Using high-speed X-ray video, biologists have found that dogs use the same techniques as cats to lap up liquids, although dogs are decidedly less fastidious.
Carson Ganci/Design Pics/Newscom/File
Despite previous suggestions that cats are daintier drinkers than dogs, a new study finds that canines use the same techniques as kitties to guzzle liquids.
Like cats, dogs depend on the adhesive properties of water to lap the liquid into their mouths. And though the process in dogs is a bit more slobbery than it is for cats, both animals use the tongue like a conveyer belt to transports dollops of water to the throat.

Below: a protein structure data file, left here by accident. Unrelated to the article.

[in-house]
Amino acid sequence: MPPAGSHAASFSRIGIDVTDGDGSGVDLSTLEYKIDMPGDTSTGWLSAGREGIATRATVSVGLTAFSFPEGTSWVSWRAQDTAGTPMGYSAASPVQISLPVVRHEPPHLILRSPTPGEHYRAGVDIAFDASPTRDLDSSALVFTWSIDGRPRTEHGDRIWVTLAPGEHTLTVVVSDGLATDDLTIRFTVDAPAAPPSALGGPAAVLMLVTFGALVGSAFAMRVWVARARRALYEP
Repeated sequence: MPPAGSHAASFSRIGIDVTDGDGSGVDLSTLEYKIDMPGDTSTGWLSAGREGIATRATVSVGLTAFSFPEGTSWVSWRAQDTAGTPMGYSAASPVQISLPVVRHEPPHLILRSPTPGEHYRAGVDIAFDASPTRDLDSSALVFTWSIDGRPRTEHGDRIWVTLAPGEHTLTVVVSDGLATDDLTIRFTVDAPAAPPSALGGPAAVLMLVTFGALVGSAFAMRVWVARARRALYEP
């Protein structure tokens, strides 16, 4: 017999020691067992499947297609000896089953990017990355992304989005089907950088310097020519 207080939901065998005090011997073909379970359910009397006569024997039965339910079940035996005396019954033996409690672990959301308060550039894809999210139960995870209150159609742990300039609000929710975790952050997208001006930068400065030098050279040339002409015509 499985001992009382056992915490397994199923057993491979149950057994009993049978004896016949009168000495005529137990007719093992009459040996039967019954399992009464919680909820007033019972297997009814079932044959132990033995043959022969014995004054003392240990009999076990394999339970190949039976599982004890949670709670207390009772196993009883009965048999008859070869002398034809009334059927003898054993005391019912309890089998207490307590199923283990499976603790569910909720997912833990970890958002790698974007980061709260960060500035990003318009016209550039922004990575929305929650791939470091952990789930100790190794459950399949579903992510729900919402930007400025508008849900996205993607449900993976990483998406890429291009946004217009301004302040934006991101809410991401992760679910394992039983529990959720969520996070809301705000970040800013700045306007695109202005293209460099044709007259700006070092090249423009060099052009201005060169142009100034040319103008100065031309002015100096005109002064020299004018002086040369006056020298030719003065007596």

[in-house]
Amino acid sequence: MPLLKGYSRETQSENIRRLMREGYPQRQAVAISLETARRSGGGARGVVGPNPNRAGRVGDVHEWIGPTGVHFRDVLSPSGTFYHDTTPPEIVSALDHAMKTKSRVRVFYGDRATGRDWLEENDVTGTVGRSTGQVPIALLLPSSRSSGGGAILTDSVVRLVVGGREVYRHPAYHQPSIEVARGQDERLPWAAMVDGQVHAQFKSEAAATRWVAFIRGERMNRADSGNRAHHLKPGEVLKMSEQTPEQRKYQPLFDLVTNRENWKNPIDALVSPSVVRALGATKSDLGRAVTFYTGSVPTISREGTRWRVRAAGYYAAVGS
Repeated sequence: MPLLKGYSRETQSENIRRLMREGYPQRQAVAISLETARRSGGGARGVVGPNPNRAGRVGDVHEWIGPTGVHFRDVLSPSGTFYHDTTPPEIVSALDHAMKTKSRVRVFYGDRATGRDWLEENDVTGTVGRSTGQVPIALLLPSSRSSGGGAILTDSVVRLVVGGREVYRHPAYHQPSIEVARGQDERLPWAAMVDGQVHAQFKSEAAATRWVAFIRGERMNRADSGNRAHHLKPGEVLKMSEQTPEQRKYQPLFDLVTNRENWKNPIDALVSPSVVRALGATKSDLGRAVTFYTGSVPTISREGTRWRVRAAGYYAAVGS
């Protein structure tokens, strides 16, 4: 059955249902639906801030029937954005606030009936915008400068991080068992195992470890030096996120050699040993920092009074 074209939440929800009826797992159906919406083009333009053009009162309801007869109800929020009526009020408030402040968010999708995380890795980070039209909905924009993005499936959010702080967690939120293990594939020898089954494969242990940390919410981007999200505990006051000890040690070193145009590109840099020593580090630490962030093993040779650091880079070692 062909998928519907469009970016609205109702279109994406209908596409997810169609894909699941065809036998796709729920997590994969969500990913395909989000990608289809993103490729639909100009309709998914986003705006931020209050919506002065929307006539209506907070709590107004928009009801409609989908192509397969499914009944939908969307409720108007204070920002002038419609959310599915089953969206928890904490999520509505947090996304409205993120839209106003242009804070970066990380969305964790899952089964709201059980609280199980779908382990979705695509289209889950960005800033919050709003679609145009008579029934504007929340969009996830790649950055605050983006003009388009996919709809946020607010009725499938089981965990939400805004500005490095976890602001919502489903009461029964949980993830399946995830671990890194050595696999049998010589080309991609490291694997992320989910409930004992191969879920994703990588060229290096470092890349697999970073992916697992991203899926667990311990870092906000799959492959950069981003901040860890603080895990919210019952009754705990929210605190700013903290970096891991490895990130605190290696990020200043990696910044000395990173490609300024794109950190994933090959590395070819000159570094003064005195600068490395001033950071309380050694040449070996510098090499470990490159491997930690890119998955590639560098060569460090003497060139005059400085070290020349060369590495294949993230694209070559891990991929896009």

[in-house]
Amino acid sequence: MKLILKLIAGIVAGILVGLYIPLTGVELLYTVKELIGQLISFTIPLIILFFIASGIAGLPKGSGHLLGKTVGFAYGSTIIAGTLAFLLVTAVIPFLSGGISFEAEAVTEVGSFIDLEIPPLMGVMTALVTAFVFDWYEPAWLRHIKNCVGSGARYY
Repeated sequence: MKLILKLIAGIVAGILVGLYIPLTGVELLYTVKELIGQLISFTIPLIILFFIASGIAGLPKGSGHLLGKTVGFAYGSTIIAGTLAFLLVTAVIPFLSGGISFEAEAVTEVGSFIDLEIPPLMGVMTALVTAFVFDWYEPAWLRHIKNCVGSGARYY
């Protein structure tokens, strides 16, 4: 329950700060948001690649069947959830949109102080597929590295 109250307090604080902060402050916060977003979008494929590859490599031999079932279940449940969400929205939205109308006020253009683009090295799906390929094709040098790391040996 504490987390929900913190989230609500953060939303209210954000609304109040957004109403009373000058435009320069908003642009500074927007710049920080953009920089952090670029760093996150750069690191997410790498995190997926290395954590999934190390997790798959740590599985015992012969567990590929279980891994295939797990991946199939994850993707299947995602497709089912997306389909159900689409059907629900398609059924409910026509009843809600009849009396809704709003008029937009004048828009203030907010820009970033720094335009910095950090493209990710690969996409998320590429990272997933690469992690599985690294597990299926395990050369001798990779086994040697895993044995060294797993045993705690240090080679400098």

"We were able to show once the liquid got into the mouth, how it was transported through the mouth to be swallowed," study researcher Alfred Crompton, of Harvard University's Museum of Comparative Zoology, told LiveScience. [Watch X-ray video of a dog drinking]
Crompton and his Harvard colleague Catherine Musinsky got the idea of looking at dog's drinking habits when two Massachusetts Institute of Technology researchers showed them their data on how cats drink. That study found that cats first touch the tip of their tongue to the surface of a liquid. The liquid adheres and stretches into a long column, around which the cat then snaps its jaws. Based on slow-motion videos of dogs drinking, the researchers believed that dogs use their tongues as ladles, scooping water willy-nilly.